I listened to the Agora I/O talk today on seasteading. It was delivered by Patri Friedman, founder of The Seasteading Institute. In it he made some comments about the problems of numbers and of secrecy in agorism—it’s simply hard to form vibrant markets when activities are underground and market players (agorists) are few in number and scattered around the world. He then claims that creating communities in “unclaimed territories” (“Frontierism”) by taking advantage of legal loopholes in international law (i.e. seasteading) is the solution to these problems. Is it?

Putting aside the fact that playing by someone else’s rules is no way to attain freedom, and ignoring the real possibility that such legal loopholes are likely to be filled as soon as they are taken advantage of, let’s note that there are no unclaimed territories on Earth. Every part of the world we live in comes under the jurisdiction of either some state or some collaboration of states (i.e. International Law). Unless Mr. Friedman chooses to plant his flag on Mars, then he will have to admit that his seasteading pseudo-anarcho-capitalist society will have to contend with foreign powers attempting to regulate, police, or otherwise interfere. To his credit, he does make a marginal concession in this regard.

However, Friedman claims that the U.S. will maintain a hands-off policy towards his anarcho-capitalist seastead so long as no one is “harboring terrorists, laundering money, working on weapons of mass distruction, or exporting drugs to the United States”. He then amends this to include “anonymous banking”. Even if we naively accept this, he fails to note the motives and policies of other foreign governments. He also says that, otherwise, anyone on the seastead would be free to “use drugs locally, have prostitution locally, … have very low barriers to entry for entreprenuers, … have the rights to your own genome, have different regions with different copyright laws and patent laws.”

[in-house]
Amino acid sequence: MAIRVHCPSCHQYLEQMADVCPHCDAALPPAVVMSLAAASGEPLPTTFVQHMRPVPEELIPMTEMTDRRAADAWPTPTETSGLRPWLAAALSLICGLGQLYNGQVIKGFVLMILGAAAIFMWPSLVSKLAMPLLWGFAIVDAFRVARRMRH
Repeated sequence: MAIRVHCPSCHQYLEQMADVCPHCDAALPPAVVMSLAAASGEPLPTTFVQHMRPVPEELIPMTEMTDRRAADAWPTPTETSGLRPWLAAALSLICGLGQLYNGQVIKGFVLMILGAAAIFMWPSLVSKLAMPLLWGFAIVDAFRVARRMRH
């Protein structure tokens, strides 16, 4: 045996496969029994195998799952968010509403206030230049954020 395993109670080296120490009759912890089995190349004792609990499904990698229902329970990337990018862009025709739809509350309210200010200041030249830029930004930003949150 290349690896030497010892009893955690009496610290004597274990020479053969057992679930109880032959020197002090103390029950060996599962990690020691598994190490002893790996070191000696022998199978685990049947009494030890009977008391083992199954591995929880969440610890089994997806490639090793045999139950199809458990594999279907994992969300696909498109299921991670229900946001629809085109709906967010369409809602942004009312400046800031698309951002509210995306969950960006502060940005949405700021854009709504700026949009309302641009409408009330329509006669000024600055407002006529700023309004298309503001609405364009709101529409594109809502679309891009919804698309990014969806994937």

Firstly, I suspect his list of what is verboten is a little short. What about so called “Intellectual Property”? What about small-arms manufacture? What about the acquisition of and rights to natural resources? What about the right to associate and trade with anyone who would voluntarily do so? If you think about it for a moment you will realize that there is a huge litany of activites that foreign powers will either be desirous to control or find threatening.

Despite his heritage, Friedman seems wholly unfamiliar with the beast, Leviathan. Institutions—and government is one of humanity’s oldest—are self-serving; desirous, first and foremost, of maintaining their existence and strengthening their power. Governments take or control what they believe they need for their survival. The U.S. has not been entangled in the Middle-East for nearly a century because of “terrorism”. It has been so because of the region’s strategic oil reserves. Friedman also fails to learn the lessons of Cuba, a half-dozen South American countries, and much of south and east Asia. Governments are also notoriously paranoid—especially in this age of preemption. To suppose for a moment that they will not try to influence or interfere with a seasteading community is to ignore the entire history of U.S. interference with nearly every nation on earth.

But suppose for a moment that he is right—that members of his society will be free of foreign intrusion so long as they do not engage in any of the activities he lists. What prohibits anyone from doing so? And what are the consequences to individuals who do?

Suppose his fellow seasteaders are violating copyrights and patents, perhaps only within their community. Something like this goes on in Russia and China, much to the dismay of U.S. lawmakers and the industries which profit from such artificial scarcity. Economic and political means are brought to bear to “correct” this problem, to little effect. More direct means of coercion are not utilized because these are heavily armed states. Mr. Friedman’s seasteading society is not.

Now suppose, for instance, that I, a seasteader, manufacture weapons (nothing fancy or WMD-like) and one of my clients is in the small country of, Yoyotania, which does not object to the sale. A neighboring state, Meanistan, is at odds with Yoyotania and is not happy about this. Does Mr. Friedman still think that obeying his off-limits list will keep us safe? Will he try to set up laws, courts and police to restrict this and other market activities which might antagonize someone,… somewhere. Or will he defy all the states of the world … from his little boat? The first destroys the freedom he is seeking, the second invites its destruction.